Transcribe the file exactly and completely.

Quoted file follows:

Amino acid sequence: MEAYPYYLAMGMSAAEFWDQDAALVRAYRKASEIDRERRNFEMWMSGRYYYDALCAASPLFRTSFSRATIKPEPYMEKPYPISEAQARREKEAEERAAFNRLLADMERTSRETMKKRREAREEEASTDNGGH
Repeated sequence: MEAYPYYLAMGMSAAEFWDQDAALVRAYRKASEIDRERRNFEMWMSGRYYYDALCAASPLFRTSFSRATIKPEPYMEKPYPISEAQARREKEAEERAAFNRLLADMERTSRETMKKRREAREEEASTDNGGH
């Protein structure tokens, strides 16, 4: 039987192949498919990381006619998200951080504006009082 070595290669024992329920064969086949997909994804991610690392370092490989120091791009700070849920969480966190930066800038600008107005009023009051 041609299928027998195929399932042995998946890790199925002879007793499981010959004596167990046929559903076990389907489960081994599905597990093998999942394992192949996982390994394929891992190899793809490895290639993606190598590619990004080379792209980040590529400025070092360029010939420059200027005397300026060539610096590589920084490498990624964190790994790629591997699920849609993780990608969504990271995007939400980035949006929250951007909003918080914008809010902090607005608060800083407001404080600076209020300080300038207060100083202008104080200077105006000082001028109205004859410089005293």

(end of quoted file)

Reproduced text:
Amino acid sequence: MEAYPYYLAMGMSAAEFWDQDAALVRAYRKASEIDRERRNFEMWMSGRYYYDALCAASPLFRTSFSRATIKPEPYMEKPYPISEAQARREKEAEERAAFNRLLADMERTSRETMKKRREAREEEASTDNGGH
Repeated sequence: MEAYPYYLAMGMSAAEFWDQDAALVRAYRKASEIDRERRNFEMWMSGRYYYDALCAASPLFRTSFSRATIKPEPYMEKPYPISEAQARREKEAEERAAFNRLLADMERTSRETMKKRREAREEEASTDNGGH
């Protein structure tokens, strides 16, 4: 039987192949498919990381006619998200951080504006009082 070595290669024992329920064969086949997909994804991610690392370092490989120091791009700070849920969480966190930066800038600008107005009023009051 041609299928027998195929399932042995998946890790199925002879007793499981010959004596167990046929559903076990389907489960081994599905597990093998999942394992192949996982390994394929891992190899793809490895290639993606190598590619990004080379792209980040590529400025070092360029010939420059200027005397300026060539610096590589920084490498990624964190790994790629591997699920849609993780990608969504990271995007939400980035949006929250951007909003918080914008809010902090607005608060800083407001404080600076209020300080300038207060100083202008104080200077105006000082001028109205004859410089005293």